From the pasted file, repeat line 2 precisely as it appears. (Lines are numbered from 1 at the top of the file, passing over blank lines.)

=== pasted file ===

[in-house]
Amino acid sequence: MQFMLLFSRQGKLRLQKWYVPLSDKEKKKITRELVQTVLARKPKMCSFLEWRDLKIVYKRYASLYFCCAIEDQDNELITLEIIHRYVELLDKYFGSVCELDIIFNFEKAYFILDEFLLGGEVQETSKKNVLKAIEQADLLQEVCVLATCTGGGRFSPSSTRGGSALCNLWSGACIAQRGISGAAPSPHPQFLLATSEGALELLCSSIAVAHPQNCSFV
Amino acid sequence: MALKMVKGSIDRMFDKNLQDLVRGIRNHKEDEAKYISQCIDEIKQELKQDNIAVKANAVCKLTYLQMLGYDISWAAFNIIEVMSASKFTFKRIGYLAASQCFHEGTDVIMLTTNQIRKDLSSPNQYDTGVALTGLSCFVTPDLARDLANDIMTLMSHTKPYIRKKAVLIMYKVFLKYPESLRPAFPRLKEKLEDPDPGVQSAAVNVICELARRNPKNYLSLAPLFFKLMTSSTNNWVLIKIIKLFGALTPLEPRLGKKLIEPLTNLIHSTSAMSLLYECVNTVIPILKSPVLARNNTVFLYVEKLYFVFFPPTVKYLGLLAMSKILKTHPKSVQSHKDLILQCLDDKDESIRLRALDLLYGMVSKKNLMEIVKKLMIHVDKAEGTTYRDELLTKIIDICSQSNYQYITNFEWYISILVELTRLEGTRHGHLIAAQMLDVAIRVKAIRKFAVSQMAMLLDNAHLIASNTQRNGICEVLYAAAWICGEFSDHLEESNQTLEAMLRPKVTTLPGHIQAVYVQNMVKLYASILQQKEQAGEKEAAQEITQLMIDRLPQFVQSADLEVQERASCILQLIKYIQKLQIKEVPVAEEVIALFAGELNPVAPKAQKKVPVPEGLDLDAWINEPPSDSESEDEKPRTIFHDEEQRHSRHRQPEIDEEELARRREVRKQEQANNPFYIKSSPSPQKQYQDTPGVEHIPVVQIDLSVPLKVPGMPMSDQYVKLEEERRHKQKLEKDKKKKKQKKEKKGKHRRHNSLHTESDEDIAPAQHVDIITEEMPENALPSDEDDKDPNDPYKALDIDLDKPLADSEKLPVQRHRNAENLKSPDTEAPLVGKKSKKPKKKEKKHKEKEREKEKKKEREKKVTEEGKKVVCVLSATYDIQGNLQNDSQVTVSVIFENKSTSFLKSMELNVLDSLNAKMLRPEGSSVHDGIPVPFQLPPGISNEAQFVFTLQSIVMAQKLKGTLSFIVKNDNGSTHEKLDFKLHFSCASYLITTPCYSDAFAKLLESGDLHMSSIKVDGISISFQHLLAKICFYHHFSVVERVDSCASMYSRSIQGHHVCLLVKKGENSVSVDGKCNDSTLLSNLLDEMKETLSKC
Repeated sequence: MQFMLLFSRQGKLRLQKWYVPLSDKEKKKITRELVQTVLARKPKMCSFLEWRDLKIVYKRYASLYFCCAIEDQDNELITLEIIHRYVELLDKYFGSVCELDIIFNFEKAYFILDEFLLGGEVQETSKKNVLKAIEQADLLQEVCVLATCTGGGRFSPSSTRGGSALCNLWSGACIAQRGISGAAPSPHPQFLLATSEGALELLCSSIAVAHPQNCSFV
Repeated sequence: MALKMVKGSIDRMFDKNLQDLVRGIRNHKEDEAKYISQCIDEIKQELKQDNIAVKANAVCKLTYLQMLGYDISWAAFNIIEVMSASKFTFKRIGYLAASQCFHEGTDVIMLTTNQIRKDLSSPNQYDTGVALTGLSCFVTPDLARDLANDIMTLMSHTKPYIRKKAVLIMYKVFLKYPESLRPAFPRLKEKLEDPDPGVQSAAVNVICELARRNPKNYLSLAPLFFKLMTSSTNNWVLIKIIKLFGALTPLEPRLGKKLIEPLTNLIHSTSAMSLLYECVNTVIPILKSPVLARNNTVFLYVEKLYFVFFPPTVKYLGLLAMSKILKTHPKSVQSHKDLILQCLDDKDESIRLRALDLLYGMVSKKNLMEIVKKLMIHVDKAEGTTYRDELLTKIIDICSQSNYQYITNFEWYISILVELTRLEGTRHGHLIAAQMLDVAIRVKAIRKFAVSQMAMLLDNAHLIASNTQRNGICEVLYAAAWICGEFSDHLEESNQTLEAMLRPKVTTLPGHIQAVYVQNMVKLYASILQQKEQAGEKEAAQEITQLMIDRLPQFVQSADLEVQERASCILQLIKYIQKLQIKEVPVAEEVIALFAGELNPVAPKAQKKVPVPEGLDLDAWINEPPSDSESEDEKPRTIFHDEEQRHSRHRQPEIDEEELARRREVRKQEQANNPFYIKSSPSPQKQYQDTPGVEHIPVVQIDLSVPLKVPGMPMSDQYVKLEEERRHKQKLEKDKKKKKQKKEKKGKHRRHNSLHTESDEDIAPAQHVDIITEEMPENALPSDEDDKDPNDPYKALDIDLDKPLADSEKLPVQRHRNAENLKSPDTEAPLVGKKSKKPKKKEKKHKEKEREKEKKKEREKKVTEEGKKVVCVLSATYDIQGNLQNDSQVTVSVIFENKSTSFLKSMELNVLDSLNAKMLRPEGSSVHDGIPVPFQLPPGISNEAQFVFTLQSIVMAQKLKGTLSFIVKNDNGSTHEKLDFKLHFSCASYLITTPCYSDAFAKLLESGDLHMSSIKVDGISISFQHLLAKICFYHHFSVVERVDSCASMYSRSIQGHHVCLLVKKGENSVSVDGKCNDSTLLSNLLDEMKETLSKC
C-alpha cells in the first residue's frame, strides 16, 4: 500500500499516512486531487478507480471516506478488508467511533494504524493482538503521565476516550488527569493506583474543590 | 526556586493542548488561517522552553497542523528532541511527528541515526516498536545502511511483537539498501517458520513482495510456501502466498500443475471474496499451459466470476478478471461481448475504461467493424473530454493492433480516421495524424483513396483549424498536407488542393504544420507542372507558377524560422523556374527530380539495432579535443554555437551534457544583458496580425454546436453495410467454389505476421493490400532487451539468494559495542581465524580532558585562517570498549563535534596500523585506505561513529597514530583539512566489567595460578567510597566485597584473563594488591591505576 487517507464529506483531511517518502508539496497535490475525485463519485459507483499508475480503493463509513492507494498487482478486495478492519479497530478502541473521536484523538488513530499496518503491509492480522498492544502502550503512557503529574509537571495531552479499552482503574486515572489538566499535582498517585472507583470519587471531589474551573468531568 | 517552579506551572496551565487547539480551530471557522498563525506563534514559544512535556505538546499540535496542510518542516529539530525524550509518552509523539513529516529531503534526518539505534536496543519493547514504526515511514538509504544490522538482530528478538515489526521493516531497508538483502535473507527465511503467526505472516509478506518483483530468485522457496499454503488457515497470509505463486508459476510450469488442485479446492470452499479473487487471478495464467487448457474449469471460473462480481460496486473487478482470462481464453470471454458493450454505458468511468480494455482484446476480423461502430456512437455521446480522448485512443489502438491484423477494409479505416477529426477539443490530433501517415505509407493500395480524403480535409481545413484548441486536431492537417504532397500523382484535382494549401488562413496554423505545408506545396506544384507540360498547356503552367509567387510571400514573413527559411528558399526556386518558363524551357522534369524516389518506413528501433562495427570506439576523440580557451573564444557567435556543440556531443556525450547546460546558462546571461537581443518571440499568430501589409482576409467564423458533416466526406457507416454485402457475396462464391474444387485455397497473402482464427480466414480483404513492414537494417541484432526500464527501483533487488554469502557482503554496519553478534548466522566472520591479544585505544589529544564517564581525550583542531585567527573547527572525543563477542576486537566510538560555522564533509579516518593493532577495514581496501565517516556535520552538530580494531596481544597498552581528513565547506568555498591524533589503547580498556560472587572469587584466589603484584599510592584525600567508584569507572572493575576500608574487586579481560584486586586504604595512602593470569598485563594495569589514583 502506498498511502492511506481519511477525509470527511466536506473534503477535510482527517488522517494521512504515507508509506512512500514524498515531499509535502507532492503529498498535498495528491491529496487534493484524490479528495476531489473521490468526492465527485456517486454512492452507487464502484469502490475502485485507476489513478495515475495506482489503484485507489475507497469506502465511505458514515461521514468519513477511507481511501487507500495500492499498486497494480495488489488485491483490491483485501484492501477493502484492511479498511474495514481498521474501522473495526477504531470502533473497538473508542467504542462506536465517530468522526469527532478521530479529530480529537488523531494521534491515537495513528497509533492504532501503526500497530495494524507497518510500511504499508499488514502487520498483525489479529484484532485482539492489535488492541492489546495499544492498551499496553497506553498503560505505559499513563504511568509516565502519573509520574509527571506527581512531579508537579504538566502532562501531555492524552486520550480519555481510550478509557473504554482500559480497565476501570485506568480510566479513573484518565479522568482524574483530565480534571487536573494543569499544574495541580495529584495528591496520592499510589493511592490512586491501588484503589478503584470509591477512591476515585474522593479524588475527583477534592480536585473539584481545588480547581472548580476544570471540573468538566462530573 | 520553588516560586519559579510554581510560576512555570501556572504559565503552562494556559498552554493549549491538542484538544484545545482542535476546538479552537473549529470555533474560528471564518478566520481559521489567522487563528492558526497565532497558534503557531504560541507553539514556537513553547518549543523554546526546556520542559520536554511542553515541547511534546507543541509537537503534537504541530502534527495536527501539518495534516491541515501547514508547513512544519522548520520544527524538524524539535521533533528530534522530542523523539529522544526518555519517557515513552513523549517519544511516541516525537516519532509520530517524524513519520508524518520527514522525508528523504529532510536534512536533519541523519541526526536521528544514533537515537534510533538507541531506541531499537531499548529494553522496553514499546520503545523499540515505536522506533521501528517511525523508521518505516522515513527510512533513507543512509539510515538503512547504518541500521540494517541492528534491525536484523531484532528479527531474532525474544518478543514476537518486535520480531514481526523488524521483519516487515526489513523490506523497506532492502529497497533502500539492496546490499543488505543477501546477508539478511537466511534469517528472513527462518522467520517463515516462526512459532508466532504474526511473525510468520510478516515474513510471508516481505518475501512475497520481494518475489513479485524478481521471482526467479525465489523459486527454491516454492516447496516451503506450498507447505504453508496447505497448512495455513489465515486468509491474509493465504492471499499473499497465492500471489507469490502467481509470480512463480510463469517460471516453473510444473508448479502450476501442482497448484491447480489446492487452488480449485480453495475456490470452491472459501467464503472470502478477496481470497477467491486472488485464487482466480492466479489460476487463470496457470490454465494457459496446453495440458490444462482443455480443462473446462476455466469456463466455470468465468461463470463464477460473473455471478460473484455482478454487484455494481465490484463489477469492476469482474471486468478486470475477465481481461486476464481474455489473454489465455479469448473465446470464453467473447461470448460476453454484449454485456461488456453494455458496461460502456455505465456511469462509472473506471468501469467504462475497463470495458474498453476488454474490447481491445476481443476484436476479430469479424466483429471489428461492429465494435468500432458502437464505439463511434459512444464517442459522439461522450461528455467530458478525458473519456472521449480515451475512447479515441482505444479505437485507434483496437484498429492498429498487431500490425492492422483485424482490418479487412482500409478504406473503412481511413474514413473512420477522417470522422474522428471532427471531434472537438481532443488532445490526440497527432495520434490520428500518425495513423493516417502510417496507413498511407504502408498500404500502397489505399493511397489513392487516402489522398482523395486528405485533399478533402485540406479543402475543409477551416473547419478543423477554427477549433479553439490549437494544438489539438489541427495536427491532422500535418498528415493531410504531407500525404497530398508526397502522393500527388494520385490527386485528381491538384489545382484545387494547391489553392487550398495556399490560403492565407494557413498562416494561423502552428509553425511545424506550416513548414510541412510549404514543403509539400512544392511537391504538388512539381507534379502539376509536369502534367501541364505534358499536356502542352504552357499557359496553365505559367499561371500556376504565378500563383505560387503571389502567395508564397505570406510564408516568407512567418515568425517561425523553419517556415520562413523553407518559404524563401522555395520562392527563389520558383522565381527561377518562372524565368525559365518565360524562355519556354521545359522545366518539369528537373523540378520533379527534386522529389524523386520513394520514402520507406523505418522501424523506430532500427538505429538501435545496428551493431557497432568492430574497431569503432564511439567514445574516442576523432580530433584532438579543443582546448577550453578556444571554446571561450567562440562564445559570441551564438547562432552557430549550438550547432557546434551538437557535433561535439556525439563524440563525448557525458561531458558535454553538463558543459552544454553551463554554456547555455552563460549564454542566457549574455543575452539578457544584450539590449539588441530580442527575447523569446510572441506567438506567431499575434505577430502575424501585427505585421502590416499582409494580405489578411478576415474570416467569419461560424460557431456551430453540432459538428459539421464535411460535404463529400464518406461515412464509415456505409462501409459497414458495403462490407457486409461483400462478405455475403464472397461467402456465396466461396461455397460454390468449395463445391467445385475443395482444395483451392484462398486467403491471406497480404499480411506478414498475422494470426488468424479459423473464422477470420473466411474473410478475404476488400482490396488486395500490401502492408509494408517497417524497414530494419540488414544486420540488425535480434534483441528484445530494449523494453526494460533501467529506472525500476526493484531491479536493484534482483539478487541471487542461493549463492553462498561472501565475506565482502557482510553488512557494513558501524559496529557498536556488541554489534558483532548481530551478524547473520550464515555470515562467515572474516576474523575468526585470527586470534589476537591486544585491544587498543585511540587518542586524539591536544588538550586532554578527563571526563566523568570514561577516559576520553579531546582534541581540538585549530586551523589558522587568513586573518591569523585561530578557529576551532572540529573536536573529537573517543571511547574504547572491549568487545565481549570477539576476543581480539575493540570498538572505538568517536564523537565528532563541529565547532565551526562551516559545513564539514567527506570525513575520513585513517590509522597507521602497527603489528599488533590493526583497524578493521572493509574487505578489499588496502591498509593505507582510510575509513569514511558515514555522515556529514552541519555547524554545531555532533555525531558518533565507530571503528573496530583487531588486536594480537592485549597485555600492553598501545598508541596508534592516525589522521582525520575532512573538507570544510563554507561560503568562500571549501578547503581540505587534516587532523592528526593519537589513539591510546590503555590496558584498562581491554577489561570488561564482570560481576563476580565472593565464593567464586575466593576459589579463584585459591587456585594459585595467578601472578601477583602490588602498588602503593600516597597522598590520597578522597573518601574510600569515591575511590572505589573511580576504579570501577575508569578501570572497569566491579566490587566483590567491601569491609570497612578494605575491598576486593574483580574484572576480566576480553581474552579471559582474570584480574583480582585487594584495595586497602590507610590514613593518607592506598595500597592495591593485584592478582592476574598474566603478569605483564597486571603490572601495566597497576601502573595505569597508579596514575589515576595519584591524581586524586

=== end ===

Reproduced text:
Amino acid sequence: MQFMLLFSRQGKLRLQKWYVPLSDKEKKKITRELVQTVLARKPKMCSFLEWRDLKIVYKRYASLYFCCAIEDQDNELITLEIIHRYVELLDKYFGSVCELDIIFNFEKAYFILDEFLLGGEVQETSKKNVLKAIEQADLLQEVCVLATCTGGGRFSPSSTRGGSALCNLWSGACIAQRGISGAAPSPHPQFLLATSEGALELLCSSIAVAHPQNCSFV